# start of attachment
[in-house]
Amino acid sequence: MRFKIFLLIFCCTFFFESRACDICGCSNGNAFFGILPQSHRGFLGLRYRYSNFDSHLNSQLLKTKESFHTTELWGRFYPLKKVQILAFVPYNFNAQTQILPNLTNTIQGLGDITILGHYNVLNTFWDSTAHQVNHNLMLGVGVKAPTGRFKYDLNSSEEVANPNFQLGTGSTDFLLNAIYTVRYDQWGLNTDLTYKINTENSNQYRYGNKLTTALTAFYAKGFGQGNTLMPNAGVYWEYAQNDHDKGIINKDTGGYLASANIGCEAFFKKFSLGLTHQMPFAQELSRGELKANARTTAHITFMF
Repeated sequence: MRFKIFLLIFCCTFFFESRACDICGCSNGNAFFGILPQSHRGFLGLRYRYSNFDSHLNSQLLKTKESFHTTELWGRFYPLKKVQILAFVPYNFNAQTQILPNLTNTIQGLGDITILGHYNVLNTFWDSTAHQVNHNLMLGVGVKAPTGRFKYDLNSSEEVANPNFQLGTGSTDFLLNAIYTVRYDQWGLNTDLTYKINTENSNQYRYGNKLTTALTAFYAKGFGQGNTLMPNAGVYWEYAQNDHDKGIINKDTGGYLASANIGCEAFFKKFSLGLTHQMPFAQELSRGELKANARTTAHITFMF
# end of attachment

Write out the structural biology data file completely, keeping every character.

[in-house]
Amino acid sequence: MRFKIFLLIFCCTFFFESRACDICGCSNGNAFFGILPQSHRGFLGLRYRYSNFDSHLNSQLLKTKESFHTTELWGRFYPLKKVQILAFVPYNFNAQTQILPNLTNTIQGLGDITILGHYNVLNTFWDSTAHQVNHNLMLGVGVKAPTGRFKYDLNSSEEVANPNFQLGTGSTDFLLNAIYTVRYDQWGLNTDLTYKINTENSNQYRYGNKLTTALTAFYAKGFGQGNTLMPNAGVYWEYAQNDHDKGIINKDTGGYLASANIGCEAFFKKFSLGLTHQMPFAQELSRGELKANARTTAHITFMF
Repeated sequence: MRFKIFLLIFCCTFFFESRACDICGCSNGNAFFGILPQSHRGFLGLRYRYSNFDSHLNSQLLKTKESFHTTELWGRFYPLKKVQILAFVPYNFNAQTQILPNLTNTIQGLGDITILGHYNVLNTFWDSTAHQVNHNLMLGVGVKAPTGRFKYDLNSSEEVANPNFQLGTGSTDFLLNAIYTVRYDQWGLNTDLTYKINTENSNQYRYGNKLTTALTAFYAKGFGQGNTLMPNAGVYWEYAQNDHDKGIINKDTGGYLASANIGCEAFFKKFSLGLTHQMPFAQELSRGELKANARTTAHITFMF